Tos P.,Orthopaedic and Trauma Center | Geuna S.,University of Turin | Papalia I.,Messina University | Conforti L.G.,Orthopaedic and Trauma Center | And 2 more authors.
Acta Neurochirurgica, Supplementum | Year: 2011

The last 15 years have seen a growing interest regarding a technique for nerve repair named end-to-side coaptation. Since 2000, we have carried out experimental studies on end-to-side nerve repair as well as employed this technique to a series of selected clinical cases. Here we report on the results of this experience. For experimental studies, we have used the model represented by median nerve repair by end-to-side coaptation either on the ulnar (agonistic) or the radial (antagonistic) nerve. For time course assessment of median nerve functional recovery we used the grasping test, a test which permits to assess voluntary control of muscle function. Repaired nerves were processed for resin embedding to allow nerve fibre stereology and electron microscopy. Results showed that, in either experimental group, end-to-side-repaired median nerves were repopulated by axons regenerating from ulnar and radial donor nerves, respectively. Moreover, contrary to previously published data, our results showed that voluntary motor control of the muscles innervated by the median nerve was progressively recovered also when the antagonistic radial nerve was the donor nerve. As regards our clinical experience, results were not so positive. We have treated by end-to-side coaptation patients with both sensory (n = 7, collateral digital nerves) and mixed (n = 8, plexus level) nerve lesions. Results were good, as in other series, in sensory nerves whilst they were very difficult to investigate in mixed nerves at the plexus level. Take together, these results suggest that clinical employment of end-to-side coaptation should still be considered at the moment as the ultima ratio in cases in which no other repair technique can be attempted. Yet, it is clear that more basic research is needed to explain the reasons for the different results between laboratory animal and humans and, especially, to find out how to ameliorate the outcome of end-to-side nerve repair by adequate treatment and rehabilitation. © 2011 Springer-Verlag/Wien. Source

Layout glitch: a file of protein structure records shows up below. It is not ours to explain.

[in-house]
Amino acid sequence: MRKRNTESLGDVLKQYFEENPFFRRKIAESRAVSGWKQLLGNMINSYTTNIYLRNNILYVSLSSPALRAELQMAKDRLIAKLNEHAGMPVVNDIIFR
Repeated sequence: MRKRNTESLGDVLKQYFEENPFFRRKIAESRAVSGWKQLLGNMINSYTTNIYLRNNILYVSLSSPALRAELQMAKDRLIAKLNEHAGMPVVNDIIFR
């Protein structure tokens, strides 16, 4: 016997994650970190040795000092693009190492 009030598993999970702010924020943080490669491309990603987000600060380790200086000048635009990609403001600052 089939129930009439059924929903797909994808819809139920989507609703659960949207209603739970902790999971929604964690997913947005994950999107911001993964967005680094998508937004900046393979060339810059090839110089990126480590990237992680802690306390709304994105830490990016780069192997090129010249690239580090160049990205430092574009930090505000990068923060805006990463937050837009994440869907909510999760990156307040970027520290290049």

Artiaco S.,Orthopaedic and Trauma Center | Battiston B.,Orthopaedic and Trauma Center | Colzani G.,Orthopaedic and Trauma Center | Bianchi P.,The Second University of Naples | And 3 more authors.
BioMed Research International | Year: 2014

The reconstruction of loss of substance due to trauma or oncological excision may have relevant functional and aesthetic implications. We report our experience in twenty-one cases of propeller flaps for the treatment of loss of substance of the upper and lower limbs. The etiology of defect was tumor excision in nine cases, trauma in seven cases, surgical wound complications in four cases, and chronic osteomyelitis in one case. Clinical results were favorable in most cases and eighteen flaps survived. We observed an overall complication rate of 33% with four cases of superficial epidermolysis that spontaneously healed and three cases of partial flap loss ranging from 10 to 50% that required surgical revision by means of skin graft (two cases) or ALT free flap (one case). Propeller flap harvesting requires great care and experience, and potential complications may occur even in expert hands. When indicated by the characteristic of the defect, these flaps can be a useful surgical option for the treatment of loss of substance of upper and lower limbs. © 2014 Stefano Artiaco et al. Source